Gravitational time dilation is a form of time dilation, an actual difference of elapsed time between two events as measured by observers situated at varying distances from a gravitating mass. The higher the gravitational potential (the farther the clock is from the source of gravitation), the faster time passes. Albert Einstein originally predicted this effect in his theory of relativity and it has since been confirmed by tests of general relativity.
This has been demonstrated by noting that atomic clocks at differing altitudes (and thus different gravitational potential) will eventually show different times. The effects detected in such Earth-bound experiments are extremely small, with differences being measured in nanoseconds. Relative to Earth's age in billions of years, Earth's core is effectively 2.5 years younger than its surface. Demonstrating larger effects would require greater distances from the Earth or a larger gravitational source.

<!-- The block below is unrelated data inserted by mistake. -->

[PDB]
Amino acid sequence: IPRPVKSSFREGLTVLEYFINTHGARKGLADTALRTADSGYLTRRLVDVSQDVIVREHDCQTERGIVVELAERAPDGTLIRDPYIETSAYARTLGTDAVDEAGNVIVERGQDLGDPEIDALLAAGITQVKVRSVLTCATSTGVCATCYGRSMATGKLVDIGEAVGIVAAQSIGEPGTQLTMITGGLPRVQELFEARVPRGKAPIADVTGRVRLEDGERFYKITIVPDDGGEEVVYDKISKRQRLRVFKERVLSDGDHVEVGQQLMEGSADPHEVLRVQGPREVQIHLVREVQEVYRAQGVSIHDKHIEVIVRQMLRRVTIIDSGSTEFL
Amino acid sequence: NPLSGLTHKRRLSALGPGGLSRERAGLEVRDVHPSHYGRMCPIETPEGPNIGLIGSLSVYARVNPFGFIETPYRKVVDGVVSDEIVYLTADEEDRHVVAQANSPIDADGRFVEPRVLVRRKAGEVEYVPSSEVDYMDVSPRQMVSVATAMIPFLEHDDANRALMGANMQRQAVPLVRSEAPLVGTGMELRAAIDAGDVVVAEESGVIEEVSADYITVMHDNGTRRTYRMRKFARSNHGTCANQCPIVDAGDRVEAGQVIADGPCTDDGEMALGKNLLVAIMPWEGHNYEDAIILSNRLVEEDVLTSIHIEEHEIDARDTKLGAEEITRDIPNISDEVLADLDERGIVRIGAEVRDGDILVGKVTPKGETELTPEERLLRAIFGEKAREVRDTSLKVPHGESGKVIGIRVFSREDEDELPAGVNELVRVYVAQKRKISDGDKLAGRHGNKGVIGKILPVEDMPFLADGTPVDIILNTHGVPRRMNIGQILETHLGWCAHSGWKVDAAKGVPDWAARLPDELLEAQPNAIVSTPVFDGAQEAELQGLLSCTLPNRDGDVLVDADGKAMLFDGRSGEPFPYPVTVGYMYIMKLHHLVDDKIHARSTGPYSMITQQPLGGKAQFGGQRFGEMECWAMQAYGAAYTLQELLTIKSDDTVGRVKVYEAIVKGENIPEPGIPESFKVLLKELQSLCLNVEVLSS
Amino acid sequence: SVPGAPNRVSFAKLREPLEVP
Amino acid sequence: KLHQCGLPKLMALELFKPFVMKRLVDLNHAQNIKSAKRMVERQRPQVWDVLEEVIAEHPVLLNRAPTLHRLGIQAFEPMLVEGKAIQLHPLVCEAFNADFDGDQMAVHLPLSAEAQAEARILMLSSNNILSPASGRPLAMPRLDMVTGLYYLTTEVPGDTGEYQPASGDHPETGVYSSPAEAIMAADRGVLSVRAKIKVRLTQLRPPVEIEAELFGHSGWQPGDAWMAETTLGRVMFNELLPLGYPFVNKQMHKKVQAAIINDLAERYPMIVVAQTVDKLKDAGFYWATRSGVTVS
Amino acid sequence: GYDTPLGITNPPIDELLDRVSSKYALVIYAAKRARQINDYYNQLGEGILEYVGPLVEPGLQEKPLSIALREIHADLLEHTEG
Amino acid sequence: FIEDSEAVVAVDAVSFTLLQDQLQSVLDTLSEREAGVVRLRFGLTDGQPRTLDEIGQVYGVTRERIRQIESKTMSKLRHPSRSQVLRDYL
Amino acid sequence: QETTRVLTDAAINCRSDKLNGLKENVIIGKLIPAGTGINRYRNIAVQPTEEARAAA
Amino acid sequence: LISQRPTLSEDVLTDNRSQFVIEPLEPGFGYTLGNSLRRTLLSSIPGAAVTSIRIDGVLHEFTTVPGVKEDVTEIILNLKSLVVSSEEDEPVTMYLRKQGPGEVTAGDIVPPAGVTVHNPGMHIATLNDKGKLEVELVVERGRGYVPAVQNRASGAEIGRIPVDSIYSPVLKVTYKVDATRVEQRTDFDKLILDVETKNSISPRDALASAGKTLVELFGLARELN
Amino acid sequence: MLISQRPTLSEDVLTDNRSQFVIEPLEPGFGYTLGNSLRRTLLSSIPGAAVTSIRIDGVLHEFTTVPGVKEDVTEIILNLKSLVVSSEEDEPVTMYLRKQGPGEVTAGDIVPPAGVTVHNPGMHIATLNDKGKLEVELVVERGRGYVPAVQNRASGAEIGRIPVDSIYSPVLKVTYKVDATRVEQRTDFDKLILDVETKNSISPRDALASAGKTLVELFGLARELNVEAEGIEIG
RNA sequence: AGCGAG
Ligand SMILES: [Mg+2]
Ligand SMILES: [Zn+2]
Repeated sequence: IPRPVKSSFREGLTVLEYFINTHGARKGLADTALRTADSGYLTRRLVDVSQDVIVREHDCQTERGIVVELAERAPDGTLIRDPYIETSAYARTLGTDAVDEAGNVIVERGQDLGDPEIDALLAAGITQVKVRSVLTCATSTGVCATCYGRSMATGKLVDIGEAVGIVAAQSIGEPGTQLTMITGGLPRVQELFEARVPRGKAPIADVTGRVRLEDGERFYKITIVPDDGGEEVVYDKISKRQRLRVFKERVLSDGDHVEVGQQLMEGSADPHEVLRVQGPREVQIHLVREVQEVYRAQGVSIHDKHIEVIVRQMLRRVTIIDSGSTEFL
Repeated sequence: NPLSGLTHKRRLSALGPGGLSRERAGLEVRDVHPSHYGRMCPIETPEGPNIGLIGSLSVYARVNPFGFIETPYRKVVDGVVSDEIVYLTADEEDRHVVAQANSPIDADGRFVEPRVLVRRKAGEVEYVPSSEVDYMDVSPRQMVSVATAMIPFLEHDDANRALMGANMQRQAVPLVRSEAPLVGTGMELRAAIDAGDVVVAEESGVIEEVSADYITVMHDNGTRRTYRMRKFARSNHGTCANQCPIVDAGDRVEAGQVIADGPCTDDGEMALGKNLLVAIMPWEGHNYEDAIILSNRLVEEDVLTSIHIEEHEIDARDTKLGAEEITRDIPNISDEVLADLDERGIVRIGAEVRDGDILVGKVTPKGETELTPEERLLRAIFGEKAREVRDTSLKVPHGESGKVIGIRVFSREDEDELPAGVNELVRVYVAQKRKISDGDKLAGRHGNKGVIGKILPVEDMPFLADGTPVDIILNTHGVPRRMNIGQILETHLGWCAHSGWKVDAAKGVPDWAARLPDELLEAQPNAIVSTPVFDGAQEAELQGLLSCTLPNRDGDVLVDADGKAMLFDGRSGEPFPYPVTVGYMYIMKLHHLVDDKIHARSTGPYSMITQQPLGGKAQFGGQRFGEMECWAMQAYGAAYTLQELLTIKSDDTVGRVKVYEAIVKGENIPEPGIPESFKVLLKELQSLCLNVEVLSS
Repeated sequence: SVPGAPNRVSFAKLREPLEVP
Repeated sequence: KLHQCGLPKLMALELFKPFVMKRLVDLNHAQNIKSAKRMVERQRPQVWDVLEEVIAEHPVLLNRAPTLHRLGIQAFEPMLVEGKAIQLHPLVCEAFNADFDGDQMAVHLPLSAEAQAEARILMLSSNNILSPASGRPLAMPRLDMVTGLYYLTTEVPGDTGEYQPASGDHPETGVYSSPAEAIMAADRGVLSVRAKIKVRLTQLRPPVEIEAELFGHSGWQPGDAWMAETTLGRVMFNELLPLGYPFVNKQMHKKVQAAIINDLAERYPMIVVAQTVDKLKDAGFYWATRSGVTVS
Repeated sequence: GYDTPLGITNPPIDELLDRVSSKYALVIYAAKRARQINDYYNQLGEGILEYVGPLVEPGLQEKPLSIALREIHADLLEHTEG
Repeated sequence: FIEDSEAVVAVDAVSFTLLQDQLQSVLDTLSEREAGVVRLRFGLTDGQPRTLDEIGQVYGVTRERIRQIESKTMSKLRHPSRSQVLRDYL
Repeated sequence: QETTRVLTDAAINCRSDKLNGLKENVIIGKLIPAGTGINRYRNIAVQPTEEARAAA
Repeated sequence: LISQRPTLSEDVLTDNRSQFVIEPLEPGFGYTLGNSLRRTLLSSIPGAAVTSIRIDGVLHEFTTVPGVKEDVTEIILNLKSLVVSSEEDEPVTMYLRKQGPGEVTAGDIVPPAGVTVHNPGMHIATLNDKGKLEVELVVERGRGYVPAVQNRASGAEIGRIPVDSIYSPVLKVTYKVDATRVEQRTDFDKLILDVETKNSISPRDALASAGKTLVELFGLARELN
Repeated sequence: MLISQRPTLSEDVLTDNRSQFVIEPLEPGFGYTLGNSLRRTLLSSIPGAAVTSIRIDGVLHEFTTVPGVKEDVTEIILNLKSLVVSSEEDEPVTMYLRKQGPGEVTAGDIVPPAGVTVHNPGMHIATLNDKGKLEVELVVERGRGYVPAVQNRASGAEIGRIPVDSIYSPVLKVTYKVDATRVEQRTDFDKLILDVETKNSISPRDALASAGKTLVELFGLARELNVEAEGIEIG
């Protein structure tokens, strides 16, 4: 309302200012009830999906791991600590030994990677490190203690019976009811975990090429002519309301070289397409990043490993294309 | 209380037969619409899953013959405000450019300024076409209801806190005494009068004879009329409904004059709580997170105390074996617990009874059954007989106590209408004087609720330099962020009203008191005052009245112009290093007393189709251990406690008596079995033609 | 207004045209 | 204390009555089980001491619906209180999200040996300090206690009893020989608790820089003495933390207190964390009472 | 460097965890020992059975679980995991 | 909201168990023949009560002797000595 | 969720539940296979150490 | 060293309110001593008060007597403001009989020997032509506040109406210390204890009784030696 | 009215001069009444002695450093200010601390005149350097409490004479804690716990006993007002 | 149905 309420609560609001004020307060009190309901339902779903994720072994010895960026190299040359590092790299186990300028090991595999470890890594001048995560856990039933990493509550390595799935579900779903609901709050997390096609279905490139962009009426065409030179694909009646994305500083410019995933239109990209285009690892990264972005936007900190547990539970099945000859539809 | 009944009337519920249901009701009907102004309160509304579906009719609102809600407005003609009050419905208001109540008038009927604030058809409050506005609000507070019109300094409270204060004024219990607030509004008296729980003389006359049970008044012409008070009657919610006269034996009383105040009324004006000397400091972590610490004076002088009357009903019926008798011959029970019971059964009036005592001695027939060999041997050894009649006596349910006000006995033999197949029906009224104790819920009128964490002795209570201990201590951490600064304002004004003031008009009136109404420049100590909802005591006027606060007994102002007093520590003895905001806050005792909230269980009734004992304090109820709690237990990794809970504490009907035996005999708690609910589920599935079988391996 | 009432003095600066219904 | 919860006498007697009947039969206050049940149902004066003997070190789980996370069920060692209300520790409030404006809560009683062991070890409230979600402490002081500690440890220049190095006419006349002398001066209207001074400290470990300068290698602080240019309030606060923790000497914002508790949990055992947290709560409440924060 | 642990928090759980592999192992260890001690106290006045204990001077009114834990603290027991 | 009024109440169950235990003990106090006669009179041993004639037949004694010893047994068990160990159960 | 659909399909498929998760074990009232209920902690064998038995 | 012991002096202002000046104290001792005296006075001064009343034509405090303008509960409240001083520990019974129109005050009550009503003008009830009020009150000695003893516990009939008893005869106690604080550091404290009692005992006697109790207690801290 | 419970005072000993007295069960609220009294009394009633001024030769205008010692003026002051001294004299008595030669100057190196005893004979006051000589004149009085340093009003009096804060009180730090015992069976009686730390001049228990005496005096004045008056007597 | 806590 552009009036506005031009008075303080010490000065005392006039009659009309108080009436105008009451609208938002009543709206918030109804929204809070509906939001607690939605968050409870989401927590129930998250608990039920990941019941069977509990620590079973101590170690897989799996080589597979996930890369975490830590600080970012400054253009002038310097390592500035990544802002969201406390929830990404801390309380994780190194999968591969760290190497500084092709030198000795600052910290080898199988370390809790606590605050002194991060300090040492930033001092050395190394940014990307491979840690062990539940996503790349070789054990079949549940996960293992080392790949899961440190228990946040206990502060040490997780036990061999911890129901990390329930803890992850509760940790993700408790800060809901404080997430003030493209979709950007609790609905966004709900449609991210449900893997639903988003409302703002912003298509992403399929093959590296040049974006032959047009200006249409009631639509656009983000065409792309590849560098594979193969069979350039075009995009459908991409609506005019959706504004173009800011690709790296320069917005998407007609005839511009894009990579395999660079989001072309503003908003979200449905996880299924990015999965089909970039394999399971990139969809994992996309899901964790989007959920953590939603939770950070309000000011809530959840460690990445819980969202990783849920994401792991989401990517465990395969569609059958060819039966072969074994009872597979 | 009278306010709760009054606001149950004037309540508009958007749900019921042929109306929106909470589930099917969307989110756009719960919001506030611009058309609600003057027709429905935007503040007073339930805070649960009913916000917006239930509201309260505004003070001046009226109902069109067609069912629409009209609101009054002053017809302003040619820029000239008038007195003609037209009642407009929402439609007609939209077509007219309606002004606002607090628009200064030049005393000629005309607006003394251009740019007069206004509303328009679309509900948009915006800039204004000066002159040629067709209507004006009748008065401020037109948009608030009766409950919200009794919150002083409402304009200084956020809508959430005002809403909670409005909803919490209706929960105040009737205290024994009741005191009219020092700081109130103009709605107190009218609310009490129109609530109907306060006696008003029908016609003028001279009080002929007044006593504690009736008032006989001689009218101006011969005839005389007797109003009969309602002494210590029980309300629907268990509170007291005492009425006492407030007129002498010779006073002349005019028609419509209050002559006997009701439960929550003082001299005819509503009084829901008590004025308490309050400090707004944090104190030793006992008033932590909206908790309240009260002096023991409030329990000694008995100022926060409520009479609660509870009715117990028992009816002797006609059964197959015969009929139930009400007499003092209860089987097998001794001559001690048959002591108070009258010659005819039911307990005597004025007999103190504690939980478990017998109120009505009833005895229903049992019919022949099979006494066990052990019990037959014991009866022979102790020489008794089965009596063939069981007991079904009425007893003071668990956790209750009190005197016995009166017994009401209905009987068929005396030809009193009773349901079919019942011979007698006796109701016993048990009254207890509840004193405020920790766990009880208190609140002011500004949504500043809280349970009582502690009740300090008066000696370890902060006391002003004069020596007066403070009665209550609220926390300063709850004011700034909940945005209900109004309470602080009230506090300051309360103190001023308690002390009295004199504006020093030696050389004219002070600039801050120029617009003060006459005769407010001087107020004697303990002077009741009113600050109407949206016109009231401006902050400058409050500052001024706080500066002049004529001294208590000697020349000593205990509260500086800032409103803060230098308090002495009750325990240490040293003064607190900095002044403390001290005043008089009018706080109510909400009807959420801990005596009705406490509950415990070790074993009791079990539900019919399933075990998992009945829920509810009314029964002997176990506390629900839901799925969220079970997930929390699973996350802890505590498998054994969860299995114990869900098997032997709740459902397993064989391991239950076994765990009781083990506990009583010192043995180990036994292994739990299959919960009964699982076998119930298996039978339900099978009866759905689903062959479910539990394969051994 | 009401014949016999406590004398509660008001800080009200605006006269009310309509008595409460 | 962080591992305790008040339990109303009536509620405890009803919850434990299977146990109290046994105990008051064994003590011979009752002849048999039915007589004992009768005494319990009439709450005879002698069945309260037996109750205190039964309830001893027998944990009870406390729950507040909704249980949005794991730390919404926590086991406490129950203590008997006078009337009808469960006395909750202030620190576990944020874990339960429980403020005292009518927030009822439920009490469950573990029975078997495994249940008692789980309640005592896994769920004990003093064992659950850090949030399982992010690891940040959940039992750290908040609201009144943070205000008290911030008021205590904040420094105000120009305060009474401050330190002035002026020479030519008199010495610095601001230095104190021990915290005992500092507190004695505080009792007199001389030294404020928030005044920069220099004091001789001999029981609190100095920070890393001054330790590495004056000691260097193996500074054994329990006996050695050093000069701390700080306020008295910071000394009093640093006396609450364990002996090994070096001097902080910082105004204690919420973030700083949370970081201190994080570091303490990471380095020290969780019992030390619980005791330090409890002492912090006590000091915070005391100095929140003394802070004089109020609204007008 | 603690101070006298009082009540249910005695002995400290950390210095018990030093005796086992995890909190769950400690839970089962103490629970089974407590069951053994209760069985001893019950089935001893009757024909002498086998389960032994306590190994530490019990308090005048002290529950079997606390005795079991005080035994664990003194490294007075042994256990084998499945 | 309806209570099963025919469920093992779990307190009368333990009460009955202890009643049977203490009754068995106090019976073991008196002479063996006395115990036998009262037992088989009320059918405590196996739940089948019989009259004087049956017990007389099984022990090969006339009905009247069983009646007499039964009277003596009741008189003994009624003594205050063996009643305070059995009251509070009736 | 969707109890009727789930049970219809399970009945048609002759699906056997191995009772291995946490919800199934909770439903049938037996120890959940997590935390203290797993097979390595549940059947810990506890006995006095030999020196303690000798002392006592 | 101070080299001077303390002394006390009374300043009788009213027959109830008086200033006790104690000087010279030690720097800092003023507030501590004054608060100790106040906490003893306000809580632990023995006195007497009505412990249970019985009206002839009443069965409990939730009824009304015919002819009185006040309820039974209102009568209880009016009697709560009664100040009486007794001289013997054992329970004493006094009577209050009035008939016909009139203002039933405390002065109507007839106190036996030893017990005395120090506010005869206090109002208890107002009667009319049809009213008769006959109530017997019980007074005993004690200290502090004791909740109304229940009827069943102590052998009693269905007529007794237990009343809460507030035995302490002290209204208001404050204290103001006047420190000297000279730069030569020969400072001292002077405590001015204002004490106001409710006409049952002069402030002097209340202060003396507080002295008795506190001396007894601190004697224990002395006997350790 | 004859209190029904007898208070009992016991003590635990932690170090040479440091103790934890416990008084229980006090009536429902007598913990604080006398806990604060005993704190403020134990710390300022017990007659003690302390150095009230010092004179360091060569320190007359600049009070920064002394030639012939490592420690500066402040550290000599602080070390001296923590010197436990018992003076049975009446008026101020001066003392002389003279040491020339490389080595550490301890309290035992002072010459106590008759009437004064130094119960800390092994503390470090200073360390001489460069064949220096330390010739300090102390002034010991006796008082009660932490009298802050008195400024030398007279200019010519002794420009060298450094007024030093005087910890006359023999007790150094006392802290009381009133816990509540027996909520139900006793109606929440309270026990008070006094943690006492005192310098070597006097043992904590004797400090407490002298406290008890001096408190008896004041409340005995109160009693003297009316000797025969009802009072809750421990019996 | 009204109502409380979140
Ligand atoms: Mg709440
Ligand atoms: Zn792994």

Gravitational time dilation was first described by Albert Einstein in 1907 as a consequence of special relativity in accelerated frames of reference. In general relativity, it is considered to be a difference in the passage of proper time at different positions as described by a metric tensor of space-time. The existence of gravitational time dilation was first confirmed directly by the Pound–Rebka experiment in 1959.